5 Google launches from 2017 that still haven't landed

Hey, Google: What ever happened to all this stuff you announced last year?

Google Launches 2017
Jan Persiel (CC BY-SA 2.0)

I don't know if you've noticed, but Google announces an awful lot of stuff.

Between its annual I/O convention, its fall hardware event, and the beefy stew of blogs posted in between, the big G always seems to have some big new feature, product, or service up its sleeve — so many, in fact, that it's easy to lose track and forget about a few things along the way.

That's precisely what I discovered when I slogged back through the past year's worth of Google revelations. Amidst all the now-familiar fare was a small handful of leftover items — little this-and-thats mentioned as part of broader announcements and then never brought up again. They're things we heard about, talked about, then largely forgot about.

And as of this day, in mid-January 2018, they've all yet to come to fruition.

1. Hangouts Chat

Google's mess of messaging apps is a saga in and of itself, but one specific element announced in early 2017 and still M.I.A. is Hangouts Chat — an "intelligent communication app for teams that takes direct messaging in Hangouts and evolves it to reflect the way modern teams talk business," as Google put it in its March 9, 2017 announcement.

Or, in simpler terms: Google's version of Slack.

Google Launches 2017 - Hangouts Chat Google

Hangouts Chat is meant to be the counterpart to Hangouts Meet, which launched for G Suite enterprise customers at the time of that March announcement. Back then, Google said G Suite customers could "apply to try" the Chat half of the equation through an "early adopter program."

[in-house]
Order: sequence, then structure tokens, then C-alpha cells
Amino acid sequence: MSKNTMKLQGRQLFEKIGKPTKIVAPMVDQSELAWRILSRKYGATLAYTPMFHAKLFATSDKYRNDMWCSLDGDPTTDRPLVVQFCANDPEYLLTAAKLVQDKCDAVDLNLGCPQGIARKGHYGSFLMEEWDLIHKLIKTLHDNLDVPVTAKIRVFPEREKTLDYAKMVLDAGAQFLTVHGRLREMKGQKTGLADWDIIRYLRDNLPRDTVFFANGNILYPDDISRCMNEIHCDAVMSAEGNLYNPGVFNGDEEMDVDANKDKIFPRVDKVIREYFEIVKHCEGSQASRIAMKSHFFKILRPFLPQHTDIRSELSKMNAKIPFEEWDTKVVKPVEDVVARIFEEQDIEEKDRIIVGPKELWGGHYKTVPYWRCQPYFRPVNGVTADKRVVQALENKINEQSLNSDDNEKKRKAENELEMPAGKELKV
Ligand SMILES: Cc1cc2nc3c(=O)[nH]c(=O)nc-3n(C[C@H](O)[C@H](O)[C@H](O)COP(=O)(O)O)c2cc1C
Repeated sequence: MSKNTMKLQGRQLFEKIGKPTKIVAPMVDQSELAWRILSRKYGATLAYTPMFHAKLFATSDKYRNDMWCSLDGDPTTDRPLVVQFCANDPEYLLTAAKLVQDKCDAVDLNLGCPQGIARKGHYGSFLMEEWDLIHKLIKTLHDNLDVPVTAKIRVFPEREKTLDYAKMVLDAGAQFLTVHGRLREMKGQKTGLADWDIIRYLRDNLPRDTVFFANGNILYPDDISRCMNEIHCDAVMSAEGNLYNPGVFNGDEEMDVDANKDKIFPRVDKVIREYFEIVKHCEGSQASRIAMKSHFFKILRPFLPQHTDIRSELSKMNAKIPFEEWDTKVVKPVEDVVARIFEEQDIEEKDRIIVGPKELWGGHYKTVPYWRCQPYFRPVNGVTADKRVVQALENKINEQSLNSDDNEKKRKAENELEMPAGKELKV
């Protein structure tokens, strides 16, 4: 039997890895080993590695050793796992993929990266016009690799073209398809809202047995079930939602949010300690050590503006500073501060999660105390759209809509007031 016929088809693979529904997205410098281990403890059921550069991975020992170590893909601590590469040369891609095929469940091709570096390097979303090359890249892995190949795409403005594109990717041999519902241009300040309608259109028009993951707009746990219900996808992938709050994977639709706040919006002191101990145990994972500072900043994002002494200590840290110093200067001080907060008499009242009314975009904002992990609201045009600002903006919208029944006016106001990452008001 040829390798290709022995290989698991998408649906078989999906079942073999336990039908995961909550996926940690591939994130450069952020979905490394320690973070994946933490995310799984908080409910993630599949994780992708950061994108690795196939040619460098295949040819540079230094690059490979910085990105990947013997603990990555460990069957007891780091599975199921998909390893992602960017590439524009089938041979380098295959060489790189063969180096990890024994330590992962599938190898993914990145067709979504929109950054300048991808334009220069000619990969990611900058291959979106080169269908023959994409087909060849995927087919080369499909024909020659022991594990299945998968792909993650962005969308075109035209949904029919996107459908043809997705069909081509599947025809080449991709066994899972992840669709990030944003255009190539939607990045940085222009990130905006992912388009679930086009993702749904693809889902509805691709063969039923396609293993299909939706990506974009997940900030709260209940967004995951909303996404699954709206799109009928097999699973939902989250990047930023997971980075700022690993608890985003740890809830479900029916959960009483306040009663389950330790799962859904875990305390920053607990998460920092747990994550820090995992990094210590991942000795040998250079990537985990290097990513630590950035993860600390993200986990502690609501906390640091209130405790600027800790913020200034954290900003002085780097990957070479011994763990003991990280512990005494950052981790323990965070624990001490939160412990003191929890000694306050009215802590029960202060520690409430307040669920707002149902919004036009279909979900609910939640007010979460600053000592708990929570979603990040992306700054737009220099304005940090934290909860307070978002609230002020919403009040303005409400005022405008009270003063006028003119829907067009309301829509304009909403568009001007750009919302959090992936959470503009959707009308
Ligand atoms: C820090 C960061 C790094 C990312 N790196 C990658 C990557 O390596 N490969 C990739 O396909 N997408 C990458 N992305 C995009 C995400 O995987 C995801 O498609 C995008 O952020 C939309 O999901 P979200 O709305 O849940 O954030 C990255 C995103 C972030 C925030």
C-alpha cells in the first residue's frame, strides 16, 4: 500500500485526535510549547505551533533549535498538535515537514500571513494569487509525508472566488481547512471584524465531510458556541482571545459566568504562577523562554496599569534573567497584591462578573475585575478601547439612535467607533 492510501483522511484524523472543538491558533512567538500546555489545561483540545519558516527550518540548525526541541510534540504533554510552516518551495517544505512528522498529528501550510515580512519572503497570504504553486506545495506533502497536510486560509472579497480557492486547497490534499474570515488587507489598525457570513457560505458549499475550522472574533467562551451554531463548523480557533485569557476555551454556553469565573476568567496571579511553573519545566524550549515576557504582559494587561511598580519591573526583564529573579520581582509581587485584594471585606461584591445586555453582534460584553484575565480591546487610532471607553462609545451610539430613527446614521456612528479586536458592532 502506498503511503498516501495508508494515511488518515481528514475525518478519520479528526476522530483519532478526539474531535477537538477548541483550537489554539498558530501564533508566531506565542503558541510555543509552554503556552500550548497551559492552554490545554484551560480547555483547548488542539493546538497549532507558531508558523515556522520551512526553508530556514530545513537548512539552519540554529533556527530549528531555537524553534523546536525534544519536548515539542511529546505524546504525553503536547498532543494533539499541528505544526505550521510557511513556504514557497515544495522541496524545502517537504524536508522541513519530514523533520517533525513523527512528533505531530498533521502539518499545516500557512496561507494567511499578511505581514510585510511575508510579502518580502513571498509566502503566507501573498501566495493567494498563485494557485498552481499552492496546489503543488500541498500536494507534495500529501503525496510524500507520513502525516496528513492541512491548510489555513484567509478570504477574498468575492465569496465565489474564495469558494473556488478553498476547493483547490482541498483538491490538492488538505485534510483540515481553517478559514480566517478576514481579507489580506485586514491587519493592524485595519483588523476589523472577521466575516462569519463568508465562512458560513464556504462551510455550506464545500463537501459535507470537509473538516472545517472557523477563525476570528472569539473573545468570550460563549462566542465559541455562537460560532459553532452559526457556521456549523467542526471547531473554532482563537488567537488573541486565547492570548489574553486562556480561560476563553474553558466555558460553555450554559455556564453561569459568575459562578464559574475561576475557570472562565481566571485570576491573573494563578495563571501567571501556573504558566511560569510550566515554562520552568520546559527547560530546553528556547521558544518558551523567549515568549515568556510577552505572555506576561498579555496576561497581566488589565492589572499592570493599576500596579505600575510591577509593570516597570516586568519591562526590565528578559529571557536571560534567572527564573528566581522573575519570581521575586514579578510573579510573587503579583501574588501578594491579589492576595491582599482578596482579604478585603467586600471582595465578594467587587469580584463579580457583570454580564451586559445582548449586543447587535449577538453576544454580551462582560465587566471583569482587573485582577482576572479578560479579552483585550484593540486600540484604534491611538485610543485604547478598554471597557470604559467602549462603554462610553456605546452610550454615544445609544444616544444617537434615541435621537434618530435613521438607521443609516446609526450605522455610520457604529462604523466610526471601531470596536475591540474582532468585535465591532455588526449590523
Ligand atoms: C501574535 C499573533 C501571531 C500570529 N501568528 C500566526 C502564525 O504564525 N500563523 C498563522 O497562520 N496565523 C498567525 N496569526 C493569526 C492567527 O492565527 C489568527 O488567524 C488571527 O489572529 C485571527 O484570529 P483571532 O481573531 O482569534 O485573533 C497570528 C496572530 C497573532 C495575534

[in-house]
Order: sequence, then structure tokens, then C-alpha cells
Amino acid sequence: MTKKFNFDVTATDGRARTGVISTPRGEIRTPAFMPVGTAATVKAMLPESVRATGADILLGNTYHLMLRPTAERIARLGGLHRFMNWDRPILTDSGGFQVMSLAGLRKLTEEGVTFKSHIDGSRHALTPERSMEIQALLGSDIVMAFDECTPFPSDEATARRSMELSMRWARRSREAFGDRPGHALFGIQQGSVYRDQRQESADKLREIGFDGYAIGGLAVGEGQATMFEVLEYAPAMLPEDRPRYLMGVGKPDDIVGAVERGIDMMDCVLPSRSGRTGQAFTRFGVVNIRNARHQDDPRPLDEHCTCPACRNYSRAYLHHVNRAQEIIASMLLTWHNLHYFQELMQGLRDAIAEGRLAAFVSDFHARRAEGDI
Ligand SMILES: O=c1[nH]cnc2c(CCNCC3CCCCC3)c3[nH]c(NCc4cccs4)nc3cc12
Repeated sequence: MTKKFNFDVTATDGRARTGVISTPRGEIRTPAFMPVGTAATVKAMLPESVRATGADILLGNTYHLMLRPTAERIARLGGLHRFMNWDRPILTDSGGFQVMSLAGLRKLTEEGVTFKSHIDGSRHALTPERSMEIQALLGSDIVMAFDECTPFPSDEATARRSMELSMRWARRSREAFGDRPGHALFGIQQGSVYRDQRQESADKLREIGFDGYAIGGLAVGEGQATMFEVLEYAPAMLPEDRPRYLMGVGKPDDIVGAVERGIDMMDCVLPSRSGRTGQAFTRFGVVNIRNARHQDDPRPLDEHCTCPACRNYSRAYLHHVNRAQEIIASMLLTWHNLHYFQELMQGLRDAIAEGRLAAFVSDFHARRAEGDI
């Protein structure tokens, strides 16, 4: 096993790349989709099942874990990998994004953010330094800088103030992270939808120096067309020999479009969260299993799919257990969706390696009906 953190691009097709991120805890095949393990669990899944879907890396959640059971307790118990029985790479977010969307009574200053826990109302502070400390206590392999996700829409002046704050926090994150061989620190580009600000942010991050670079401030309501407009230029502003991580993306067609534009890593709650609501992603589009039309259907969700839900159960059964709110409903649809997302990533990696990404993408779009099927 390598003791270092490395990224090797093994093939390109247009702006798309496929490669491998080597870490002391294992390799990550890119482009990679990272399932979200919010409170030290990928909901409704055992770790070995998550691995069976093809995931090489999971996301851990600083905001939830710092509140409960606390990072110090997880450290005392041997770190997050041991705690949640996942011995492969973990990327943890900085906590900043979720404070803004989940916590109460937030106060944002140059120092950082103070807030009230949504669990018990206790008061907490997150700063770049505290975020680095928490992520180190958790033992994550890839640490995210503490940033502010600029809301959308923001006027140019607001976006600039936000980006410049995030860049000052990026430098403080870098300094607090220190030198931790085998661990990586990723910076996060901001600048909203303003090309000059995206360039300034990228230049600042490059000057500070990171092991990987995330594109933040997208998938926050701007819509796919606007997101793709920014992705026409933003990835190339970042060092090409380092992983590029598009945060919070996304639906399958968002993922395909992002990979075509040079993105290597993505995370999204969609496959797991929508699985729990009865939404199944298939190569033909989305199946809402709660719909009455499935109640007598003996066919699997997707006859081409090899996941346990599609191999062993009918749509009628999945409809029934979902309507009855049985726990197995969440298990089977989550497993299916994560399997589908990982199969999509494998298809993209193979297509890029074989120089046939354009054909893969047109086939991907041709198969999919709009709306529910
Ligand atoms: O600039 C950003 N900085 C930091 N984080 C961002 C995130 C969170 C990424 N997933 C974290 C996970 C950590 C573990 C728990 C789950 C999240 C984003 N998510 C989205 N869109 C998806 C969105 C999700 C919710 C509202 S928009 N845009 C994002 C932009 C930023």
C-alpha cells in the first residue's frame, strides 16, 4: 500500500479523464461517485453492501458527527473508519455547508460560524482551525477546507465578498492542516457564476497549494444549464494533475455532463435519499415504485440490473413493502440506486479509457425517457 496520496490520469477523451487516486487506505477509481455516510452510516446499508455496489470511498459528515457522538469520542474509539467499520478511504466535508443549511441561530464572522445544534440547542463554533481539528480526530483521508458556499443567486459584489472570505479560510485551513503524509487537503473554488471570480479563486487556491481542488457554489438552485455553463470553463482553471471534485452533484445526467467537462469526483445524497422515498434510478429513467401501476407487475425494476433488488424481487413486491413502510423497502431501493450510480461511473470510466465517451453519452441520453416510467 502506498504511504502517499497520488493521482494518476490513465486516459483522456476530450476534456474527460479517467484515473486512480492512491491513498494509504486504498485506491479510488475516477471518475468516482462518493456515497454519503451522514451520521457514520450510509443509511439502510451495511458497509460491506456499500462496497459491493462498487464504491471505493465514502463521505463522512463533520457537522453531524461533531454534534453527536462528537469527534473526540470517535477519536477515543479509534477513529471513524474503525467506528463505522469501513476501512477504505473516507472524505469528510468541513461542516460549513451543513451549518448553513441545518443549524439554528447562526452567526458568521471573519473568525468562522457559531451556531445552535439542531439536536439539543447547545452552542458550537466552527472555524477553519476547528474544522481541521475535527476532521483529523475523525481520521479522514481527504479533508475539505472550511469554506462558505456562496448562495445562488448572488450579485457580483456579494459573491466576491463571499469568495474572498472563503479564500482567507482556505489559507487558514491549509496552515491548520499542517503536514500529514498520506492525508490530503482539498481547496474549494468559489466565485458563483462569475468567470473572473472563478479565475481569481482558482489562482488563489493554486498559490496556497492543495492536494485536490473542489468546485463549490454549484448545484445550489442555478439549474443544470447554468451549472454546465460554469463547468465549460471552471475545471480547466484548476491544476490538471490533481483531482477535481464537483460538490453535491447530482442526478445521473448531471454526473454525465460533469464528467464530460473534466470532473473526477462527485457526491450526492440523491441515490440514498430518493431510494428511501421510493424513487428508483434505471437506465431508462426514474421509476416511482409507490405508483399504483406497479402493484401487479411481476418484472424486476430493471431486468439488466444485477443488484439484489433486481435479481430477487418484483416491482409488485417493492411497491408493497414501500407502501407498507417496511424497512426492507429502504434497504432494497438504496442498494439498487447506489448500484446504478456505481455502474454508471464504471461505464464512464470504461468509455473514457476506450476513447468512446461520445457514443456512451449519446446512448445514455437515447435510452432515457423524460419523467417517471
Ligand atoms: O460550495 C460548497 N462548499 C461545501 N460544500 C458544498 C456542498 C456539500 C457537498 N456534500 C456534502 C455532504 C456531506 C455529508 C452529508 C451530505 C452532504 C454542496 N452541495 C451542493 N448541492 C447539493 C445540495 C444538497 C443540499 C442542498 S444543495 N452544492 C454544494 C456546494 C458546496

We're now coming up on a year later, and it appears little meaningful progress has been made. Hangouts Chat hasn't launched, and G Suite users are filling up forums with their frustrations about being left in the dark (in some cases, even after applying for the aforementioned early access).

Beyond just the enterprise, it's still unclear what exactly all of this will mean for Hangouts itself — you know, the service that was Android's default messaging app for some time and is still a core part of Gmail's web interface. Google made it sound like the new Hangouts Chat was destined to take over that old Hangouts service — perhaps with some sort of "freemium" setup in place — but the specifics remain vexingly vague.

For a high-profile rollout aimed at winning over enterprises and a high-stakes revamp of a deeply integrated Google service, that sure is a strange way to start.

2. 'Proactive assistance' on Google Home

One of the more intriguing I/O announcements was Google's proclamation that Google Home would soon support proactive assistance — the ability to notify you about things like traffic delays related to upcoming appointments or updates on the statuses of flights for which you'd searched.

In an I/O-accompanying blog post — on May 17, 2017 — Google said the feature would be arriving to Home devices "over the next few months." But here we are, eight months later, and the system has yet to surface.

3. Visual responses for Google Home via Chromecast